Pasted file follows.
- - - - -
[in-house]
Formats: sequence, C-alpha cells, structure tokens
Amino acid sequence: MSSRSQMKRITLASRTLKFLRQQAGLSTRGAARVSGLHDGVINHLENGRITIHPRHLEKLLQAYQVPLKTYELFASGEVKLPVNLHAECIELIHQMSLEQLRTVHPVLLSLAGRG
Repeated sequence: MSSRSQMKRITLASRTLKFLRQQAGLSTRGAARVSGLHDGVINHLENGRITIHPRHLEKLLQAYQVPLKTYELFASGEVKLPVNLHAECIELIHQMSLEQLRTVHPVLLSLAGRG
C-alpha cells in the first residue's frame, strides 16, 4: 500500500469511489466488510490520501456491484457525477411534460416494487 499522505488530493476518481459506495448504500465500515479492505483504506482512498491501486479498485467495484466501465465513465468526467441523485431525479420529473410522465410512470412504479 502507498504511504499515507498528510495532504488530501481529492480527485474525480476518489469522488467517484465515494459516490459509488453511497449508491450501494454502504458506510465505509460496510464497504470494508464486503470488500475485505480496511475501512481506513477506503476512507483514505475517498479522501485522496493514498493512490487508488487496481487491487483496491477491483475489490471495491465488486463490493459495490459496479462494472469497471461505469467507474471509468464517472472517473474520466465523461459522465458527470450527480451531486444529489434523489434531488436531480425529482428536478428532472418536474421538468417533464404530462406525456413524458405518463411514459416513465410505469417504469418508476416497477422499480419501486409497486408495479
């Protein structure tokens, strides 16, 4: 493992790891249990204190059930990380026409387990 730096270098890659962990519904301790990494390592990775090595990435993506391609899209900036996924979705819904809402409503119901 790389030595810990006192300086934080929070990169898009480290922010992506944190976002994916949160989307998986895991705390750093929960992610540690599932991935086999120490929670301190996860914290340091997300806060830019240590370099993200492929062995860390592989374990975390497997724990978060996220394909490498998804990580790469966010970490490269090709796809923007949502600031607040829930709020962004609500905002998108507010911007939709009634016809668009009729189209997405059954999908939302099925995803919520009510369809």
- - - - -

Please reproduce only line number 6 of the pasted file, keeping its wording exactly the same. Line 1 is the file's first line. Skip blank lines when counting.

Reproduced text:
């Protein structure tokens, strides 16, 4: 493992790891249990204190059930990380026409387990 730096270098890659962990519904301790990494390592990775090595990435993506391609899209900036996924979705819904809402409503119901 790389030595810990006192300086934080929070990169898009480290922010992506944190976002994916949160989307998986895991705390750093929960992610540690599932991935086999120490929670301190996860914290340091997300806060830019240590370099993200492929062995860390592989374990975390497997724990978060996220394909490498998804990580790469966010970490490269090709796809923007949502600031607040829930709020962004609500905002998108507010911007939709009634016809668009009729189209997405059954999908939302099925995803919520009510369809």